Sat, Sep 15, 2007 - Page 8 News List

The media's obligations in reporting on suicide

By Connie Lin, Chuang Po-chung 林育卉, 莊伯仲

World Suicide Prevention Day fell on Monday. Every year about 1 million people commit suicide worldwide. This figure is far higher than the number of deaths caused by murder, war or natural disaster. As a result, the WHO launched World Suicide Prevention Day to raise public awareness of the issue.

Several prominent Taiwanese committed suicide in 2005, including comedian Ni Min-jan (倪敏然), triggering efforts by the government and civic groups to take a more aggressive suicide-prevention stance. For example, the Department of Health established a Suicide Prevention Center; the Dharma Drum Mountain Foundation under the leadership of Master Sheng Yen (聖嚴法師) has promoted an activity entitled "You don't have to commit suicide"; and the Broadcasting Development Fund (BDF) conducted a long-term study on media coverage of suicide.

The good news is that the annual increase in the suicide rate has fallen significantly, dropping from 23 percent last year to 2.5 percent this year.

The BDF's research between June and November last year showed that the Apple Daily led the nation's other three major Chinese-language newspapers in terms of suicide coverage, with 162 articles and 14 front page stories. Although the Apple Daily has provided the most comprehensive suicide prevention information of all print media outlets, the negative impact of its news coverage outweighs the positive impact on vulnerable people.

Among broadcast media, the most extensive coverage of suicide news came from the Chinese Television Co (CTV) with 53 stories, followed by ERA News with 46.

CTV even featured suicide stories in its headlines on nine occasions.

The study shows that media coverage of suicide is not only often inappropriate, but also often neglects to provide information from experts on suicide prevention.

Media outlets have almost become "accomplices" in promoting suicide.

A few years ago, a group of non-profit organizations invited journalists to sign a document entitled "Media Guidelines for Suicide Reporting."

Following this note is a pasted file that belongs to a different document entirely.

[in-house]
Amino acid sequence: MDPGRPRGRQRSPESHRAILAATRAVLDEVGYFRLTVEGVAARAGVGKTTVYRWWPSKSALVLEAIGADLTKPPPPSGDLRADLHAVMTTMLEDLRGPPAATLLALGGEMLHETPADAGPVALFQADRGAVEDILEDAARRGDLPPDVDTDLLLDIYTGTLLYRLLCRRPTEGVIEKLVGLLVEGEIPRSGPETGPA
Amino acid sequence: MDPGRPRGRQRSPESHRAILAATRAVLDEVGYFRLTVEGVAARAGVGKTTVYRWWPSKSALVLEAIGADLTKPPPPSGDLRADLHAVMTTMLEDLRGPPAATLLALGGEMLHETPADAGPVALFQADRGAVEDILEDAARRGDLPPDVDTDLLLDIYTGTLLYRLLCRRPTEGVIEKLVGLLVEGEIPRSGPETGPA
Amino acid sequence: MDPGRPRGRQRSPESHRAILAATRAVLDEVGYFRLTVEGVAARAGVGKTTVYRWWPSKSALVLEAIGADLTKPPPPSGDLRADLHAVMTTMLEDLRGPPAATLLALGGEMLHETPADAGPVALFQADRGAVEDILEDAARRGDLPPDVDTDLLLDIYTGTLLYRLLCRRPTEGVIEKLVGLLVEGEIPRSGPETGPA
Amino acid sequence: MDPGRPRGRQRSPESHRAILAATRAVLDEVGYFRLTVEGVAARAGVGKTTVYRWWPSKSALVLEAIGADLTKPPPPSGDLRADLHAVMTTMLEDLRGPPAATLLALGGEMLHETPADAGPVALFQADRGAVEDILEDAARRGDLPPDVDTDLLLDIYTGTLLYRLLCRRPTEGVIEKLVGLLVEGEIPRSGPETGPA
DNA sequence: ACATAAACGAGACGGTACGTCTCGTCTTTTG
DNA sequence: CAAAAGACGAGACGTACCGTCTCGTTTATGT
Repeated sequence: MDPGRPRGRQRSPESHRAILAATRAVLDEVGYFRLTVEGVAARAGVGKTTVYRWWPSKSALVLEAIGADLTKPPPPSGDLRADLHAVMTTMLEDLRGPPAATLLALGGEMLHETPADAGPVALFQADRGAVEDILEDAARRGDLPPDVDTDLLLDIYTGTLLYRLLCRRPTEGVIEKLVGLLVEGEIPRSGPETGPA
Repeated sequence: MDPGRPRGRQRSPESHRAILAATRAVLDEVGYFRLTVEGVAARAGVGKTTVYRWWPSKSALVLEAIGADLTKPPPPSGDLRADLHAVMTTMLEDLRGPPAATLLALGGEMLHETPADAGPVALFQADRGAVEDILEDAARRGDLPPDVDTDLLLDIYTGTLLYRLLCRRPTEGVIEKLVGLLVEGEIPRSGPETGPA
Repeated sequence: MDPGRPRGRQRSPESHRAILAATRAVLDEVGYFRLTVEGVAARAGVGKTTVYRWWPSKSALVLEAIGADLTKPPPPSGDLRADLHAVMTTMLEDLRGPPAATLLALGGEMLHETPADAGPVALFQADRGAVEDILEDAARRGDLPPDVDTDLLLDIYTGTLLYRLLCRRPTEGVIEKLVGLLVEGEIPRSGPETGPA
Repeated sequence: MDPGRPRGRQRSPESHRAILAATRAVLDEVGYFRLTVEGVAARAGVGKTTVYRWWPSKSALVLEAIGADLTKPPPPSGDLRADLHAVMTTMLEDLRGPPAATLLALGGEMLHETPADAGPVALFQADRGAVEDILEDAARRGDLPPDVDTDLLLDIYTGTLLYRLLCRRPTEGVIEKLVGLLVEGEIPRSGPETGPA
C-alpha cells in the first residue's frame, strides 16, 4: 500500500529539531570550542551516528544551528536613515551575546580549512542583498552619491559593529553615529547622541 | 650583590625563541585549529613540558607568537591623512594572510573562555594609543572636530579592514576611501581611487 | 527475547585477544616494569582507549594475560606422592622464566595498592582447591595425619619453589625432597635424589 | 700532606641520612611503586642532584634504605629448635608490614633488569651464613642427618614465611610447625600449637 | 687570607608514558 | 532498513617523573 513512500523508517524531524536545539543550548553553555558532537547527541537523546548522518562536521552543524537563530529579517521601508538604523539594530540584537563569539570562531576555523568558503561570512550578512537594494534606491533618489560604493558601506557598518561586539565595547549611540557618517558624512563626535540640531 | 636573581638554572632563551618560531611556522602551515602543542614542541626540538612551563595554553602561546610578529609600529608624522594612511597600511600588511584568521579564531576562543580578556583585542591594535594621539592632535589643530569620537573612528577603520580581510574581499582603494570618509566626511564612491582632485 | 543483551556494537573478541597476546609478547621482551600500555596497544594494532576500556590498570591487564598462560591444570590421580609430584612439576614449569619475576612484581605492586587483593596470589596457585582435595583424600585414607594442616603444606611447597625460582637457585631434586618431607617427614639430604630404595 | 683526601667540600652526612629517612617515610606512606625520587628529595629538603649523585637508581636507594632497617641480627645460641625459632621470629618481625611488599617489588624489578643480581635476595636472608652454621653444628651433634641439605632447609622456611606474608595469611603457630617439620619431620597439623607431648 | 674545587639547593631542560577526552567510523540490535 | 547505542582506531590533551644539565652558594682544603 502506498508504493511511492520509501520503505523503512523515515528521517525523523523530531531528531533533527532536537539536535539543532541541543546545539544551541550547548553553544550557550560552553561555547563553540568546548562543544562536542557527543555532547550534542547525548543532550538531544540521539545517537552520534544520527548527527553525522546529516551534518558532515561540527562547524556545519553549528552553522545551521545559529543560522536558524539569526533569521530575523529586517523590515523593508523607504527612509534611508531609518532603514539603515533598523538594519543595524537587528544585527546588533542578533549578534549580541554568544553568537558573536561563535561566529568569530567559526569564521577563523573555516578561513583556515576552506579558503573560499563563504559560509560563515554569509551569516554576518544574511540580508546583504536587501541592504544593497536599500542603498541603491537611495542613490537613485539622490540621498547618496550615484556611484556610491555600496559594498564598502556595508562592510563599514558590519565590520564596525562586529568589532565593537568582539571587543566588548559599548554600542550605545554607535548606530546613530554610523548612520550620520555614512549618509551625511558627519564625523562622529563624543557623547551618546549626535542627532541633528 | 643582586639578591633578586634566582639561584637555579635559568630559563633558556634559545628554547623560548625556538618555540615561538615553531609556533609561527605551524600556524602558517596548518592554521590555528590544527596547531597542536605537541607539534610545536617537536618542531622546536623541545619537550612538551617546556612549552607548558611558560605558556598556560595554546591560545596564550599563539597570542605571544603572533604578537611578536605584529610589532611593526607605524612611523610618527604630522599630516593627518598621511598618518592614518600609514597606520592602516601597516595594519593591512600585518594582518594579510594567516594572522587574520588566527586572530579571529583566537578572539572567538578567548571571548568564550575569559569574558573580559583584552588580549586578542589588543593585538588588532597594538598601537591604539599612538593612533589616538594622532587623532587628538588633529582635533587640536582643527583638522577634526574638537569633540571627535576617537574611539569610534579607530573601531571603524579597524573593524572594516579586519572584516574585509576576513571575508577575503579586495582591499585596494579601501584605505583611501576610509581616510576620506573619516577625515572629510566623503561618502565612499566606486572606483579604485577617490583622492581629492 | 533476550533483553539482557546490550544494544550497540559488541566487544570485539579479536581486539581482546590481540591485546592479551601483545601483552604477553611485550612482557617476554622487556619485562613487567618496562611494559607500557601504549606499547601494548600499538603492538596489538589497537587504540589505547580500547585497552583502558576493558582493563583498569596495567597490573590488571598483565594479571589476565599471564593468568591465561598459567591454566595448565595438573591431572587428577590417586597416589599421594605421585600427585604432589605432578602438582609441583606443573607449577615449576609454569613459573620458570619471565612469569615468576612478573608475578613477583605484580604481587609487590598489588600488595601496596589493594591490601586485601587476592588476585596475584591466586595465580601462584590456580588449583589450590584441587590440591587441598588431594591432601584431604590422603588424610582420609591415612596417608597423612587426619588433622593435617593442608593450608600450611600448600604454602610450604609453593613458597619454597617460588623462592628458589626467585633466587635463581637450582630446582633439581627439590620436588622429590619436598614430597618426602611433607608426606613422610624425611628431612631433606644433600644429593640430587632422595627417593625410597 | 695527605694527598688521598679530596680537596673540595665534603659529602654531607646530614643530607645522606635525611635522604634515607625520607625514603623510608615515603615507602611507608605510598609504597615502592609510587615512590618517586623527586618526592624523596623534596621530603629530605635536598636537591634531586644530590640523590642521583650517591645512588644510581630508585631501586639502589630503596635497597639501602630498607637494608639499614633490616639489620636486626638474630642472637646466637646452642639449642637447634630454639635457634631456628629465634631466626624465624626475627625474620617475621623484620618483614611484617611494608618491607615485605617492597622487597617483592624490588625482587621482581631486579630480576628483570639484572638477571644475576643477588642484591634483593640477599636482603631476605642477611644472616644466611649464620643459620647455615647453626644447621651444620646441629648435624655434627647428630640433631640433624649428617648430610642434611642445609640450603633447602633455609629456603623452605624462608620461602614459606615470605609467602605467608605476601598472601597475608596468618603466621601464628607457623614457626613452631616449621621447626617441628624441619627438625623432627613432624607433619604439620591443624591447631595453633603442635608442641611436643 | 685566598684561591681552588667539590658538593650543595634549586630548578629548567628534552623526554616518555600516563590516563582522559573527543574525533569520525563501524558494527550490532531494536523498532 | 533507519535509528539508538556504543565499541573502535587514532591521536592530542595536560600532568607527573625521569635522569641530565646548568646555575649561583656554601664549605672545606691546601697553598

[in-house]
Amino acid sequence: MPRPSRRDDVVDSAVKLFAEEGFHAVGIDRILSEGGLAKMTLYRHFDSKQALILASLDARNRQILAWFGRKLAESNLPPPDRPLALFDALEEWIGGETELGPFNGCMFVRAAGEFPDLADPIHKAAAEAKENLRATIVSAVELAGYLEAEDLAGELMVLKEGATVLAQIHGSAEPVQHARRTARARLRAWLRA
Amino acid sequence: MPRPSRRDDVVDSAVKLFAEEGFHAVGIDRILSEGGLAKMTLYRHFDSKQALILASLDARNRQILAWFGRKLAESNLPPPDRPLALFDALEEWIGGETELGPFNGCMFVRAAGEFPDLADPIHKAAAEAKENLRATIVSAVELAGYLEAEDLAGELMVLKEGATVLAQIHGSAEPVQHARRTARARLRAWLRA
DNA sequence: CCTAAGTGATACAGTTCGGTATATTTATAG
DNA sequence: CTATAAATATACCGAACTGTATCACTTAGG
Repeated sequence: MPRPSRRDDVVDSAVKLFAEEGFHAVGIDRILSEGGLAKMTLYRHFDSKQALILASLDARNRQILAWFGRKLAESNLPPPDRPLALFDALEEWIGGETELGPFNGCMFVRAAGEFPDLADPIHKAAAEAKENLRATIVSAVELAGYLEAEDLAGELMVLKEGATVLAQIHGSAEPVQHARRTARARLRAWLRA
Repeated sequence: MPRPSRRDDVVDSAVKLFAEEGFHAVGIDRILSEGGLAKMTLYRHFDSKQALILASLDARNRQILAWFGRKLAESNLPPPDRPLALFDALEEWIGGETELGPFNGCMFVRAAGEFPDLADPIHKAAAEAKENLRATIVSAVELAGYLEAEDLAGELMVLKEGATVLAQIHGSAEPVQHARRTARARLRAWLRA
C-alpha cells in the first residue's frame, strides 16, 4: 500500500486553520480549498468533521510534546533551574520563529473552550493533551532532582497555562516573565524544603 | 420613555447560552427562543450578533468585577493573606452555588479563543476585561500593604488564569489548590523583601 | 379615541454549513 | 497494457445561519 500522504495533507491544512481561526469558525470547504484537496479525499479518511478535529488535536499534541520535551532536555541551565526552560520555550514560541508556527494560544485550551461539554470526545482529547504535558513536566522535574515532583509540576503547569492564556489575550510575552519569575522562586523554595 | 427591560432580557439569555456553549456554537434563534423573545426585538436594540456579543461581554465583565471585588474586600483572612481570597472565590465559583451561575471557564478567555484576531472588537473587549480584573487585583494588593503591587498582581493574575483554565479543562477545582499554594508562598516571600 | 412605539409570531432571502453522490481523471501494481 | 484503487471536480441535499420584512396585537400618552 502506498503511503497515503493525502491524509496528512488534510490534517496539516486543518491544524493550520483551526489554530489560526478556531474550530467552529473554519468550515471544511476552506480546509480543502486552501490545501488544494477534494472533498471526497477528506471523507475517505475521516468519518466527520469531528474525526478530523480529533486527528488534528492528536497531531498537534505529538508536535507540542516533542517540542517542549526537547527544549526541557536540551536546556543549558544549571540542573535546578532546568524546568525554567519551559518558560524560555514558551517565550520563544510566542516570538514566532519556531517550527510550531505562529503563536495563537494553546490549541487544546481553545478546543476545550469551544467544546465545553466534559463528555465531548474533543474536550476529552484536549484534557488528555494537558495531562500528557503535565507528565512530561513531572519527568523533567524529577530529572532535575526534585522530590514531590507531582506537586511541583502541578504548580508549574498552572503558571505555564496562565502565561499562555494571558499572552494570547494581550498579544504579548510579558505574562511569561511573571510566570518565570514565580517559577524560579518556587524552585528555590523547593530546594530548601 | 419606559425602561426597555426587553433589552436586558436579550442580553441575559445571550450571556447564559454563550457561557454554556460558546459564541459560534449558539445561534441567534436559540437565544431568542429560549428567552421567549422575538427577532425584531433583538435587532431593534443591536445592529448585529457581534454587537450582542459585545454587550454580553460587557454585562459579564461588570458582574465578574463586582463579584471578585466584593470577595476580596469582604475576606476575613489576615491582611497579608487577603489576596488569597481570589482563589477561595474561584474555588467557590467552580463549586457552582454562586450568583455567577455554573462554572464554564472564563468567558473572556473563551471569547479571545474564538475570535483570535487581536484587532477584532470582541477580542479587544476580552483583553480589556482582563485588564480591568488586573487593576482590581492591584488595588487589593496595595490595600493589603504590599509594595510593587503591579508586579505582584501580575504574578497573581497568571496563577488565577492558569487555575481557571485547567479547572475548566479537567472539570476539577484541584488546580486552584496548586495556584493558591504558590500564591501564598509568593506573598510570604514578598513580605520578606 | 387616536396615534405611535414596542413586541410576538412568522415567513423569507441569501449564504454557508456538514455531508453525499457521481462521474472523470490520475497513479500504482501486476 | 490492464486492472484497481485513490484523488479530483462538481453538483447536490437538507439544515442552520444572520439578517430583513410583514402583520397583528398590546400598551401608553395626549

Unfortunately, some reporters said the pledge infringed on press freedom.

In fact, the WHO long ago established "six don'ts" and "six dos" for suicide reporting, which have been recognized by major international media outlets.

The "six don'ts" are: Don't publish photographs or suicide notes; don't report specific details of the method used; don't give simplistic reasons; don't glorify or sensationalize suicide; don't use religious or cultural stereotypes; and don't play the blame game.

The "six dos" are: Work closely with health authorities in presenting the facts; don't refer to suicide cases as "successful" suicides; present only the who, when and where and put the story on the inside pages; highlight alternatives to suicide; provide information on helplines and community resources; and publicize risk indicators and warning signs.

In addition to urging the media not to encourage more suicide attempts by sensationalizing the subject, the BDF has urged the public to show more consideration for people around them. In this way, we will be able to prevent suicide more often.

We therefore hope that next year on World Suicide Prevention Day Taiwan's record on preventing suicide will be even better.

Connie Lin is chief executive officer of the Broadcasting Development Fund. Chuang Po-chung is an assistant professor of journalism at the Chinese Culture University.

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